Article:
President Rodrigo Duterte says that it is not the Middle East, but the US, who "imported terrorism". Duterte blames foreign intervention for the violence in Middle East. (Paulo C. Rizal/davaotoday.com)

President Rodrigo Duterte says that it is not the Middle East, but the US, who “imported terrorism”. Duterte blames foreign intervention for the violence in Middle East. (Paulo C. Rizal/davaotoday.com)

DAVAO CITY — What is happening now to Middle East is to be blamed on foreign intervention, said the Philippine’s 16th President, Rodrigo Duterte.

President Rodrigo Duterte, who spent his weekend here gracing the culmination of the holy month of Ramadan during the first Mindanao Hariraya Eid’l Fitr 2016, told around 700 Muslim Filipinos of the effect of “colonialism” to countries like Iraq, Libya, and Syria.

“It is not the Middle East that is exporting terrorism in America. America imported terrorism,” Duterte said citing the case of the Britain and US-led attack in Iraq in 2003.

“They ruined Middle East,” Duterte said adding that the two countries “forced their way to Iraq and killed Saddam (Hussein).”

Duterte said Hussein “was a dictator but he was in full control of the country.”

A report by former British bureaucrat, Sir John Chilcot, called the “Iraq Inquiry”, found that the decision of the British Prime Minister Tony Blair to join the US-led invasion was “unnecessary”.

“Military action might have been necessary at some point, but in March 2003 there was no imminent threat from Saddam Hussein,” a part of the report, published on Wednesday, July 6, was quoted as saying.

“Look at Iraq now. Look what happened to Libya, look what happened to Syria, nauubos ang tao doon pati bata (the people there are dying including children),”Duterte said on Friday, July 8.

“Because they were pushed to the wall of the failed promises,” he added.

Philippine colonization

Duterte said the same intervention happened in the country when the Spaniards led by Ferdinand Magellan brought Christianity here in 1521.

“Over the decades by force, your Malay brothers became Christians, so it was the religion that was rammed down their throats. And you know how the Spaniards are, they were very cruel at the time,” he told the audience.

He said this history must be taken by the Filipinos as a “footnote to understand each other.”

Duterte said that is the reason why he is not calling Abu Sayyaf “criminals”.

“Kaya sabi ko I am not including Abu Sayyaf dito sa criminality. You’ve never heard me say mga criminal, it is a different sect because these were the guys who were driven to desperation,“ he said.

“Alam ko yan, from Nur to the ARMM there was no sufficient semblance of governance and it is why they were pushed to the wall then they became radicalized (I know that, from Nur Misuari to the ARMM, there was no sufficient semblance of governance and that is why they were pushed to the wall then they became radicalized),” he said.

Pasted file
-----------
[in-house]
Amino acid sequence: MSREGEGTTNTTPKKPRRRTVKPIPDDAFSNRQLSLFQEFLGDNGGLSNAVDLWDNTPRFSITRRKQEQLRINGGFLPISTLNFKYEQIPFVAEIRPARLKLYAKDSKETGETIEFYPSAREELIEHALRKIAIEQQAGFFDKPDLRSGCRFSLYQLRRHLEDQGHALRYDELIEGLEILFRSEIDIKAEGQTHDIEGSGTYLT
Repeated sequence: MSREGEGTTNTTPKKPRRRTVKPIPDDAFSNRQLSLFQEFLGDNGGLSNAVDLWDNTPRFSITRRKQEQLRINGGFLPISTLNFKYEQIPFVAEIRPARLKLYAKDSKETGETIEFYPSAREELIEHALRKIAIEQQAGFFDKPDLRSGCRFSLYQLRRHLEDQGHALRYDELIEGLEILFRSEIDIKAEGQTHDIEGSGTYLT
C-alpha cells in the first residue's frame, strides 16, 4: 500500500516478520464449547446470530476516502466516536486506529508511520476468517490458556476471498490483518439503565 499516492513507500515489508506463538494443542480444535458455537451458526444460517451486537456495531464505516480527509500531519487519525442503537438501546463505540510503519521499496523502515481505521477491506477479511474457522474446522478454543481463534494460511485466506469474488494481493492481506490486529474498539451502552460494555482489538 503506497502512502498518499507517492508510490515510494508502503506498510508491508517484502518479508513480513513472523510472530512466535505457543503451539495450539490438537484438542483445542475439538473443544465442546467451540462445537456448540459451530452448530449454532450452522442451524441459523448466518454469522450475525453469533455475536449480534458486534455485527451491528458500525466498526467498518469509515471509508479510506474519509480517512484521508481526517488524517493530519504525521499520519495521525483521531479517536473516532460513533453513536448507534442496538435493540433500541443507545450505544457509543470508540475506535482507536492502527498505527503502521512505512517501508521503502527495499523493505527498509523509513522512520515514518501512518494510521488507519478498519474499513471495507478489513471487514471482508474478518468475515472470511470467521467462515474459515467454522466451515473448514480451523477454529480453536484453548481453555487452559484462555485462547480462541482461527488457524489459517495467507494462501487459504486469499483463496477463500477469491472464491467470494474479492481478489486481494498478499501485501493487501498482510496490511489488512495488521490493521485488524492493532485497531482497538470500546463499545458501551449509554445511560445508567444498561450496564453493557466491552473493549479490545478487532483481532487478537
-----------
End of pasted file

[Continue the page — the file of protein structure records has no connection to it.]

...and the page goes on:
In a book by Prof. Rommel C. Banlaoi, titled Al-Harakatul Al Islamiyyah, Essays on the Abu Sayyaf Group, it is said that the ASG was formed by Khadaffy Janjalani when former Moro National Liberation Front members decided to get out of MNLF becoming “one new group of Mujahideen”.

The book published in 2008 recorded that many of Janjalani’s recurits “were disgruntled members of the MNLF and MILF.”

But Duterte has also repeatedly said in his previous speeches that there will be “a day of reckoning” with the ASG.

“I will just say ‘surrender unconditionally, release all prisoners, hostages or we fight,” he said speaking before the business summit held in Davao on June 21. (davaotoday.com)

  • TomD

    “It is not the Middle East that is exporting terrorism in America. America imported terrorism . . ..” Sometimes politicians say things to specific groups of people to court them and to appeal to their biases, even if, in hindsight, those statements are inaccurate and illogical. Let’s assume that this is what the President was doing.

    In fiscal year 2014, the United States allocated $178,000,000 ( 8 billion, 277 million PhP) in foreign aid to the Philippines, including $8 million in
    International Narcotics Control and Law Enforcement, $87.6 million in Development Assistance, $31.5 million in Global Health Programs USAid, and $8 million in INCLE funding to support police training and infrastructure development in the southern Philippines to shore up internal stability and build police investigative capacity. The INCLE funding will also support leadership development in the judiciary and prosecutors’ offices and add a greater focus on anti-corruption assistance.

    Politicians frequently say things, in the heat of the moment, that appeal to those to whom they are speaking. However, if this, in any way, is the President’s actual opinion of the United States, and not just a typical “statement” said in search of selective political benefit, it behooves him to, if he is honest and sincere, strongly consider refusing monies from the United States. You can be sure that US officials are becoming increasingly aware of the extent to which the United States is ill regarded by the Philippine government and that they will begin to take this into consideration as they make adjustments to their policies.

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